The SCCU is dealing with 11 cases from before the Section 100 Intervention, which emanated from the North West’s provincial governments, and a further nine cases since 2018. The SCCU provided the Committee with a breakdown of the cases it was dealing with, including information relating to the case number, the provincial department implicated, a brief description of the nature of the case, the level of persons implicated in the investigation, if irregular expenditure was alleged, if the cases involved expenditure relating to the COVID-19 pandemic, and the current statuses of the cases.
The breakdown of cases from before the Section 100 Intervention included:
-The Mmabatho-case (with case number 140/03/2017) where the charges were fraud to the value of R 420 000. This matter involved a supply-chain management official of the Provincial Department of Social Development, who facilitated payments to service providers for fraudulent tenders. There was no irregular or COVID-19 related expenditure reported in this investigation. The matter is currently still under investigation.
-The Mahikeng-case (with case number 369/06/2017) where the charges were fraud with a value which must still be determined. This matter involved a management official of the Provincial Department of Local Government and Human Settlements. It was alleged members of the North West Housing Corporation, a law firm, and members of the Registrar of Deeds colluded to unlawfully facilitate the transfer of fixed properties to a private individual. There was no irregular or COVID-19 related expenditure reported in this investigation. The matter is still under investigation.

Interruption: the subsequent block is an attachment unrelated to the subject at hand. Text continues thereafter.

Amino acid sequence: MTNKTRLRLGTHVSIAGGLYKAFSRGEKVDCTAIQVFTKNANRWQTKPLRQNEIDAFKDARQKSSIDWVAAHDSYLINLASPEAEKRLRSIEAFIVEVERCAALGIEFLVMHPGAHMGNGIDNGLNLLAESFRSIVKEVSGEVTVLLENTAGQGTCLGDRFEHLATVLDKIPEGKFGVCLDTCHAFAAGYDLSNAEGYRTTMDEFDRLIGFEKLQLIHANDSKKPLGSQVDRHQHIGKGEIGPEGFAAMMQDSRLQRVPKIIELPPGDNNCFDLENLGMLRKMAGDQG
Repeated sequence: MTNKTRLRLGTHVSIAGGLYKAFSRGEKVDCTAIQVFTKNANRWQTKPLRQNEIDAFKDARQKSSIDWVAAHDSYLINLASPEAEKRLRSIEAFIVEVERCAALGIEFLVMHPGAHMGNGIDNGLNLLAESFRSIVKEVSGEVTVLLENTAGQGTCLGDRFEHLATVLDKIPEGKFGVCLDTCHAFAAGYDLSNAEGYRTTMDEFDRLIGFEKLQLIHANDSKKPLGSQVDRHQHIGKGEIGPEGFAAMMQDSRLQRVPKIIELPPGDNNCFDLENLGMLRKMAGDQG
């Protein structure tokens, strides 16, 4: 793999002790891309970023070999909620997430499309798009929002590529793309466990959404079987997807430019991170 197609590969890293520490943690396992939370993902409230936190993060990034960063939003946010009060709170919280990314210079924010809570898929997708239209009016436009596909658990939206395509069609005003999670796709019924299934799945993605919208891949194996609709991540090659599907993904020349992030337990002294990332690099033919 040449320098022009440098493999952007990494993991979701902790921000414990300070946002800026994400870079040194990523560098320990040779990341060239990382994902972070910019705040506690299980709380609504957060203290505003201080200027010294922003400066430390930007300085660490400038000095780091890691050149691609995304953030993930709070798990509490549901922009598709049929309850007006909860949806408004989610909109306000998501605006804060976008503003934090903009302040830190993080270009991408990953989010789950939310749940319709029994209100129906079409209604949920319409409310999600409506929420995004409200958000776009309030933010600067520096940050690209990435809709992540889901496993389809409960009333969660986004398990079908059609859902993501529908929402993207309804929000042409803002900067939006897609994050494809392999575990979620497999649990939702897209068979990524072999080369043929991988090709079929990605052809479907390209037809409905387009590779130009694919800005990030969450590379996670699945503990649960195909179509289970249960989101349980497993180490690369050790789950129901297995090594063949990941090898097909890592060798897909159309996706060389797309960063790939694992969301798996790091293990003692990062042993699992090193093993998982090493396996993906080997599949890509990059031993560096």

The breakdown of cases since the Section 100 Intervention included the following:
-The Morokweng-case (with case number 23/12/2018) where the charges were fraud to the value of R121 000. This matter involved allegations concerning the Provincial Department of Social Development. It appeared it funded a non government organisation (NGO), to sustain its projects, which funds were intended to uplift the community, but was instead misused. There was no irregular or COVID-19 related expenditure reported in this investigation. The matter is currently still under investigation.
-The Mmabatho-case (with case number 448/11/2019) where the charges were corruption to the value of R2.5 million. This matter involved the Director of the Provincial Department of Tourism, who appointed a contractor to do renovations at the Taung Hotel School, and corruption which took place during the appointment process, amounting to irregular expenditure. There was no COVID-19 related expenditure reported in this investigation. The decision to decline to prosecute was taken by the NPA because the service was in fact rendered, and there was not any evidence to sustain the charges of fraud and corruption.